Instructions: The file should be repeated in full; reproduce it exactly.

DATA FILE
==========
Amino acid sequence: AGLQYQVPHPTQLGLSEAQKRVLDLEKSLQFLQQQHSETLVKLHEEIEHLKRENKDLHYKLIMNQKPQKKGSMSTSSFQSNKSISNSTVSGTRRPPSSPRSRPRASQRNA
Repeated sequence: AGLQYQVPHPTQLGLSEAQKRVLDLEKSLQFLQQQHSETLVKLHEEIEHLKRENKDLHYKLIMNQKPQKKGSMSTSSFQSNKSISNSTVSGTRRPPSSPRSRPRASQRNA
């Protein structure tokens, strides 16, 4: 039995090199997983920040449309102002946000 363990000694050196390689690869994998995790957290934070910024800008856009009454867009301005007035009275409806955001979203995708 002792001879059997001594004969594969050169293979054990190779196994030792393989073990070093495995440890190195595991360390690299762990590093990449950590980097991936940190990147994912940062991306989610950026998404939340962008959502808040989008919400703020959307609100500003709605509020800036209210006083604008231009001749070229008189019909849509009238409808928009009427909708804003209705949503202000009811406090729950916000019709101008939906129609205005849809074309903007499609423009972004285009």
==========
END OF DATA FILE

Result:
Amino acid sequence: AGLQYQVPHPTQLGLSEAQKRVLDLEKSLQFLQQQHSETLVKLHEEIEHLKRENKDLHYKLIMNQKPQKKGSMSTSSFQSNKSISNSTVSGTRRPPSSPRSRPRASQRNA
Repeated sequence: AGLQYQVPHPTQLGLSEAQKRVLDLEKSLQFLQQQHSETLVKLHEEIEHLKRENKDLHYKLIMNQKPQKKGSMSTSSFQSNKSISNSTVSGTRRPPSSPRSRPRASQRNA
């Protein structure tokens, strides 16, 4: 039995090199997983920040449309102002946000 363990000694050196390689690869994998995790957290934070910024800008856009009454867009301005007035009275409806955001979203995708 002792001879059997001594004969594969050169293979054990190779196994030792393989073990070093495995440890190195595991360390690299762990590093990449950590980097991936940190990147994912940062991306989610950026998404939340962008959502808040989008919400703020959307609100500003709605509020800036209210006083604008231009001749070229008189019909849509009238409808928009009427909708804003209705949503202000009811406090729950916000019709101008939906129609205005849809074309903007499609423009972004285009």